Buried but not forgotten

Article published on March 7, 2005
community published
Article published on March 7, 2005

This article has not been vetted by an editor at Paris HQ

In Madrid, life goes on. There will of course be ceremonies and television programmes to mark the first anniversary since the train bombings but it seems that those affected would prefer to be left in peace

It is probably not an exaggeration to say that Madrid is a different place to the one it was a year ago. The terrorist attacks, coupled with the Conservative government’s insistence in the immediate aftermath that it was the Basque terrorist group ETA which was responsible, meant that three days after the bombings, Prime Minister Aznar was voted out of office in an election he had been expected to win.

Time heals?

The mourning after the train bombs was prolonged. An impromptu shrine was erected in front of the government building in Puerta del Sol at the heart of the city of Madrid. It was removed after a “Thank You Madrid” service in the same place a month later, where fire-fighters and other brave individuals were given awards by the King and Queen. The shrine that was erected in the Atocha train station was left for longer. In May, railway workers had to ask for it to be removed, as the daily reminder of what they had witnessed was too painful.

But as time passed, people talked about it less. Everybody knows someone who was involved in some way, but these people prefer not to talk about it. “I haven’t talked about it to anyone, and I don’t think I ever will”, says Ana García, a doctorate student who was mildly injured in the explosion in the train station. Thankfully, there aren’t too many reminders in the streets. “The Metro was the longest lasting reminder of the bombings, with their displays that asked people to be vigilant with their luggage. But this has now given way to reminders that smoking is forbidden,” comments Borja Rodriguez.

A city at risk

Those who weren’t directly affected by the attack are able to be more objective. However, they too do not want to drag up the past. “Nothing has changed. Ok, we are out of the Iraq war, but other than that Madrid is still the same. We are still at risk, as we always have been and always will be” says Jorge Ramirez. This is indeed true. Twice in recent months Basque separatists have attacked Madrid, despite increased security.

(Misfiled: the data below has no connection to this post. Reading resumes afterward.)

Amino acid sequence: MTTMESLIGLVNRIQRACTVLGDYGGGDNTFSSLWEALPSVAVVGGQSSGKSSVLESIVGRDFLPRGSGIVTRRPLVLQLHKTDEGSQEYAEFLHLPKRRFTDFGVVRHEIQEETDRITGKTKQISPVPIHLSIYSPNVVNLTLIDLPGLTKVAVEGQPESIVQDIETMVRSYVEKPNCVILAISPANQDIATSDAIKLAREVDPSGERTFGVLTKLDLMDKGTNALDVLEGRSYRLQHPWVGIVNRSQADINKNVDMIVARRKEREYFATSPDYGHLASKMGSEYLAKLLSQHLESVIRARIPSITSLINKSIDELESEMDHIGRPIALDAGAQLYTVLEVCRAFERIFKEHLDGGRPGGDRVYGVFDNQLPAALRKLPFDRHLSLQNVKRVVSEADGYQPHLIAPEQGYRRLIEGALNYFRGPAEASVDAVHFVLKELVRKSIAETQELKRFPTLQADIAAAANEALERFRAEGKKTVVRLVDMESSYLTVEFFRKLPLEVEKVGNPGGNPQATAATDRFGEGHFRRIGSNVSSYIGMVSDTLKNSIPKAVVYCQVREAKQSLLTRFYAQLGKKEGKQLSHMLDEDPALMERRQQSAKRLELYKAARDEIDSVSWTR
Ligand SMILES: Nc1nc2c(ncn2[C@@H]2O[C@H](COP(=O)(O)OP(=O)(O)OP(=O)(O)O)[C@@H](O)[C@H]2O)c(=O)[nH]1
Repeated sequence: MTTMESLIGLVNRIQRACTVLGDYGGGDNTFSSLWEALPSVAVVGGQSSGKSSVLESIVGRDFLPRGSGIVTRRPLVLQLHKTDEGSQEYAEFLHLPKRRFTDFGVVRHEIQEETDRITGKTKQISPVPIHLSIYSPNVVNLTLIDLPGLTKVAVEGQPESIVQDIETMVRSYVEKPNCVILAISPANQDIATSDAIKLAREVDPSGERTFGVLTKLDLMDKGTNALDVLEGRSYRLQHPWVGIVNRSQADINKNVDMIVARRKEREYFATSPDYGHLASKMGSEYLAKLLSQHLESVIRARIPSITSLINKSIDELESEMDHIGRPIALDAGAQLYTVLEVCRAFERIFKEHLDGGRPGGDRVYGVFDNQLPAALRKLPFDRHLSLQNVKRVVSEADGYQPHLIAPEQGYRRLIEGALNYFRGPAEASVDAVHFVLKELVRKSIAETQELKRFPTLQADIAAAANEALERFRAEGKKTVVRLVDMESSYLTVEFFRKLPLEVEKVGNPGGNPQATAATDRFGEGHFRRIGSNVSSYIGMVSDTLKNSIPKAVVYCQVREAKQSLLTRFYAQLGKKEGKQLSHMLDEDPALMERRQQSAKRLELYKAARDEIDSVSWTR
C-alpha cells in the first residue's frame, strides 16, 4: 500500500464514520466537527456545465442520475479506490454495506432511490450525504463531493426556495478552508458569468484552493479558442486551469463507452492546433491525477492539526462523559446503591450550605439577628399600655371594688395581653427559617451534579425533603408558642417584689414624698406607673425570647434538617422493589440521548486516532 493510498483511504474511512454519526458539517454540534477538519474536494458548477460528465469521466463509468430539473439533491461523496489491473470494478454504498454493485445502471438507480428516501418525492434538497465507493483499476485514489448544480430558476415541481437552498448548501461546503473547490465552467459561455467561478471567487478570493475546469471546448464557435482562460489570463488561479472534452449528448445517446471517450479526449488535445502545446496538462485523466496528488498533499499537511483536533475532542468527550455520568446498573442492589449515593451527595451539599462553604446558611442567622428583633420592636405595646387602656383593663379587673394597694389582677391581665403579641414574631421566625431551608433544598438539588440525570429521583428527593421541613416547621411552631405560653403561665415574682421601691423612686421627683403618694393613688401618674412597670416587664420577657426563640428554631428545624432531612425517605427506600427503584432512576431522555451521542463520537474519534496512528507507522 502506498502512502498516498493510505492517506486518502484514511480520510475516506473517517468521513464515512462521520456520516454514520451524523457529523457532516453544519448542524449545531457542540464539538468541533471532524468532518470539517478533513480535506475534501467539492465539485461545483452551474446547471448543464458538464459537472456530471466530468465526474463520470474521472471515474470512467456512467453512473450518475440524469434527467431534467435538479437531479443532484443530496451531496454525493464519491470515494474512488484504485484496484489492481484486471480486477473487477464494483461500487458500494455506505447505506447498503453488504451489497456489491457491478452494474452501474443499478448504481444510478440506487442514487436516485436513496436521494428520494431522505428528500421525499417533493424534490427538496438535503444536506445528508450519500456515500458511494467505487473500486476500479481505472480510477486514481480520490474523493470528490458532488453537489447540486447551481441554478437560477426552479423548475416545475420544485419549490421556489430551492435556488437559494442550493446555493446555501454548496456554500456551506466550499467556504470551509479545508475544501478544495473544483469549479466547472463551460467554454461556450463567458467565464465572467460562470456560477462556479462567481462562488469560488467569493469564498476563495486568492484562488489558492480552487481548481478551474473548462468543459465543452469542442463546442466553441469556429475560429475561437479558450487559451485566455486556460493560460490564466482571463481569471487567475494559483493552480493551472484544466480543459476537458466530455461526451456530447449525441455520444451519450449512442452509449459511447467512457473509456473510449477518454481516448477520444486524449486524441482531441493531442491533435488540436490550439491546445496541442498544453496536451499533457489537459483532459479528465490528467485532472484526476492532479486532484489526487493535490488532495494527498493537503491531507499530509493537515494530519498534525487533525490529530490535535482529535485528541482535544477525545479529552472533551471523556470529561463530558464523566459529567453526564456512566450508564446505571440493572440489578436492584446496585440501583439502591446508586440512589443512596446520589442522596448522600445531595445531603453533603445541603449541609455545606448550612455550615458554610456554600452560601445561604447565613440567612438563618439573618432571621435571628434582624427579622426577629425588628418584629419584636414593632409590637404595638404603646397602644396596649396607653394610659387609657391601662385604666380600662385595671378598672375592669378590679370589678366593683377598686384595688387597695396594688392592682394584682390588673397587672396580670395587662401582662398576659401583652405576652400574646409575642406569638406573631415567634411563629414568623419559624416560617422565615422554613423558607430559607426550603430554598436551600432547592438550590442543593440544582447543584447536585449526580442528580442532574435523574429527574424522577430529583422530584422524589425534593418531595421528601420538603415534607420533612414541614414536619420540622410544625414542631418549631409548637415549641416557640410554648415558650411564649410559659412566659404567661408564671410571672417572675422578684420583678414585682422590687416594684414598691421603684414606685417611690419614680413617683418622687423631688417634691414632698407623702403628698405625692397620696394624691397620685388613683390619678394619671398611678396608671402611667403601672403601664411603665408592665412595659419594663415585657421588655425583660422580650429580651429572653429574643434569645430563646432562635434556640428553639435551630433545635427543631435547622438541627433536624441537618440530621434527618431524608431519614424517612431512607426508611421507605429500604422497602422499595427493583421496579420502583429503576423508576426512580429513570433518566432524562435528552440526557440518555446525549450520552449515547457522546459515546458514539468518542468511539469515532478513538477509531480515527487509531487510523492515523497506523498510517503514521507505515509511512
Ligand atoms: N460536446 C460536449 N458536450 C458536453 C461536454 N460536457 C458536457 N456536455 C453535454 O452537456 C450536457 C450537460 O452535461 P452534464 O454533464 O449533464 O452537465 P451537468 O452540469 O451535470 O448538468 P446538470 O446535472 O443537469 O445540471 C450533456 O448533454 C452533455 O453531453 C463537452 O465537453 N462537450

So, other than the populist move of getting out of the war, has the Zapatero government done enough to prevent a similar atrocity happening again? “I don’t know, what have they done?” asks Alicia Naranjo. “The truth is that once a group decides to carry out terrorist activities, there is very little anyone can do about it. No matter what a government does it will be criticised. Today everyone admits that we have to go to the root to stop terrorism, but how do you actually do that? And that is fine for preventing terrorism from starting, but what do you do with terrorists that have already begun?”

Madrid is a city that has moved on. The grief is private; the public face is one that looks back on the incident with realistic detachment. The truth is that Madrid is a big city, and the number that died, although horrific, is a very small percentage of the population of the city. Madrid is not Omagh or Beslan, where their attacks decimated their town, nor was the attack of the magnitude of the attacks in New York. But Madrid has not forgotten. “It is part of the resilience of the Spanish”, says Pablo Perez. “The terrorists may kill our people, but they will never break our spirit”.